Max De Radigués is a Belgian cartoonist who was part of a delegation of French artists (Bande Dessinée) representing French comics at NCS Fest in Huntington Beach, California this past weekend. Max, whose works largely center around teenage relationships with each other and the adults around them, was one of the panelists on “The Webslingers” and “Comics: The Ninth Art.” The Ninth Art is a 1960s term that describes the importance of comics as a legitimate art form. Max was kind enough to spend a few minutes to talk about the importance of storytelling in comics with The Beat.
Nancy Powell: Thank you for speaking with The Beat. How do you like California?
Max De Radigués: It’s beautiful, it’s gorgeous. The weather is amazing. I’m from Belgium so Belgium is Seattle-type of weather. It’s raining a lot. It’s nice here.
Powell: Are you enjoying the festival so far, even though it’s only the first day?
De Radigués: Yeah, it’s only been one day so far. I did a small talk this morning and it was nice. The venue is amazing. I’m already impressed by that.
Powell: So what panels are you going to be participating for the festival?
De Radigués: This morning I was in a webcomics panel, which is strange because I’m not really a web cartoonist in Belgium. I’m part of a publishing house called L’Employe du Moi, and with that publishing house we’ve built a website posting tons of cartoons with panels to read for free. So I guess that’s why I was on the panel.
Powell: I love your books. Your style tends to be very simple, yet there is so much emotional resonance. Who inspired that style?
De Radigués: I think in the beginning, it’s because I started drawing very late. I didn’t have classes when I was a kid. I started drawing when I went to university. I went to art school for drawing comics, and that’s when I started working on drawings.
Drawing has always been really hard for me. It’s something I struggle with. I quickly realized that I couldn’t have one of those really realistic or stylish drawings so I had to be more simple.
I also realized that what’s important in a comic is not how beautiful a comic is, but how efficient it is so that you can make something that at the reader will understand directly. I think that was my big weakness in the beginning, the drawing part. I was trying to come up with all kinds of tricks to hide that. I was doing a lot of collage. Every time I was unable to draw something I would just take it out of a magazine and paste it down on the page. I would have pictures of cars in the middle of my comics.
It was just taking me too long and it was ridiculous to do that all the time. So I started focusing on the story I wanted to tell and how I could tell it with my drawings. And that weakness turned out to be my strength. Thanks to that I developed a very simple drawing and very efficient storyboarding.
What I really like in comics is not seeing everything, leaving a lot of room for the reader to fill it. I try to give a lot of signs. I try not to have a voice on top of the panels saying, oh I’m going there, and it’s later in the day or something. I’m trying to leave all those things to the reader. And I think that the reader feels it with his emotional life. It makes it richer for everyone.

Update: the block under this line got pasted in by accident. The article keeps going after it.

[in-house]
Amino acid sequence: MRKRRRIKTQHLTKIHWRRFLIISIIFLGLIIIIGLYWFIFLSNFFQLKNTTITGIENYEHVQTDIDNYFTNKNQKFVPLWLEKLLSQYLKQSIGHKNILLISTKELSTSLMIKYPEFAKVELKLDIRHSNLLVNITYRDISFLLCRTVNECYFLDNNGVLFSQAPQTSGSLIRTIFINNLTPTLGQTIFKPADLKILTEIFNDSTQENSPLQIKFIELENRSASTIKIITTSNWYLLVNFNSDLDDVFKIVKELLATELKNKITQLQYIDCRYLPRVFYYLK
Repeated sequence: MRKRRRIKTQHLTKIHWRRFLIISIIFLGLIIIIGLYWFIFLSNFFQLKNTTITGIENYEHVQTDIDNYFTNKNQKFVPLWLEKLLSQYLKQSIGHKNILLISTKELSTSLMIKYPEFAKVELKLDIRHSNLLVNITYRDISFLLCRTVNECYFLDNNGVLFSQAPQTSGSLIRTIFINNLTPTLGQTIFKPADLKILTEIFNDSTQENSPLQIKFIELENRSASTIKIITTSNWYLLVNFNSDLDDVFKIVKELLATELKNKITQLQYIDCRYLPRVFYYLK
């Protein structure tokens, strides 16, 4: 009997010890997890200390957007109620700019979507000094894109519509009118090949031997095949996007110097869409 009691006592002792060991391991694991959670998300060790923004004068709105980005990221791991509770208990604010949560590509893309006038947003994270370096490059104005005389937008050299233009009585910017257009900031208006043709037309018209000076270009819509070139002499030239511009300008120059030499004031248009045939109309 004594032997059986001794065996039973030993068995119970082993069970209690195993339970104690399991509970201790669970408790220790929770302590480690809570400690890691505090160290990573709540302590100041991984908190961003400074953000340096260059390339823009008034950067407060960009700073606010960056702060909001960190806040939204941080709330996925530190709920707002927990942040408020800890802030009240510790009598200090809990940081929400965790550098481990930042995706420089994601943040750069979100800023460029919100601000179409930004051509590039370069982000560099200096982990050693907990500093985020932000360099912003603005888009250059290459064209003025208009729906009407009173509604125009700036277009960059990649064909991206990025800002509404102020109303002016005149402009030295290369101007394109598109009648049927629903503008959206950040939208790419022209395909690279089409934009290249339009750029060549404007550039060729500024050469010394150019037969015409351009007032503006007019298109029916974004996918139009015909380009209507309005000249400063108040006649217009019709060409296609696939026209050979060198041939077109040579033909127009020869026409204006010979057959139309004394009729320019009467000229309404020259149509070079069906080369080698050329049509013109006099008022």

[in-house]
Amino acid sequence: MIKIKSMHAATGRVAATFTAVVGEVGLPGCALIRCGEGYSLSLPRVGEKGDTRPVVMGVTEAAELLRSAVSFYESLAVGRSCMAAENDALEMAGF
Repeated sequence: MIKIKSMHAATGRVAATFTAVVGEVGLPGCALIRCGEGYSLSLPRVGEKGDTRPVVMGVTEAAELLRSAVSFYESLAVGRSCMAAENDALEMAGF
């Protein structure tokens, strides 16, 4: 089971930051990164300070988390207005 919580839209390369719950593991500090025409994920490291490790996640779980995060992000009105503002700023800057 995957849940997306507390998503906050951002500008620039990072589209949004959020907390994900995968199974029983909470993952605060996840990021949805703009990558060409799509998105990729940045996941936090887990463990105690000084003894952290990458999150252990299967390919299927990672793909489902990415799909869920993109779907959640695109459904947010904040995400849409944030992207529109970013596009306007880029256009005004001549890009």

A good example is my first book that was published in the U.S. with One Percent Press, called Rough Age. It is short stories about high school with just characters in the background. There are a few things, like a few tables or chairs, but that was not a background. And I had a lot of people coming up to me saying “Where did you go to school?” or “Were you in the same school?” Because they just fooled themselves and filled in the gaps, put background where there wasn’t any background. So yeah, I think that’s my weakness and really it’s like my strength. It’s awesome.
Powell: That makes your books a very intimate experience. Are any of those stories based on personal experiences?
De Radigués: No. I didn’t rob a bank. I didn’t kill any kid in school when I was small. It’s always fiction. The things that are true in the story are usually the settings, the place where that happens. Like for example in Bastard, a lot of it is the same road I took when there was a wedding I went to in Santa Fe, in San Francisco. All the landscapes are there, and the stuff in the hotel rooms, and there was these small paintings and stuff. I put all those things in the book, and I think it makes the book ring truer, even when its details are not part of the story at all.
But the main story is always inventive. I try to understand what’s happening with my characters. I think the relationship between people is what interests me. And so for Bastard, everybody’s always telling me I’m doing a lot of feelings in the story, and I’m doing a lot of things with teenage stories and romance.
My friends in Belgium make fun of me for being the John Hughes of comics. With Bastard, it was like “oh, I’m going to break that image. I’m going to make something that’s hard with violence, with guns, and things like that. It’s completely outside of what I’m doing. After 50 pages I realized that the guns were just a facade. What was important in the book is the relationship between the two characters. So even when I tried to get away from it, I sort of fall back into it.
Powell: You collaborated with Charles Forsman on Hobo Mom. What was it like working with him?
De Radigués: I met Charles in 2009, 2010 in White River Junction. He was a classmate of mine from The Center for Cartoon Studies. His companion, Melissa Mendes, was still in school, and I was doing the fellowship at the Center. I stayed one year at the school. So Chuck and I quickly became friends. We also quickly realized that we had a lot of things in common on how we see comics and how we want to work and what we want to do. And so we collaborated a lot. When I was there with him, it seemed to go well. We did a newspaper together.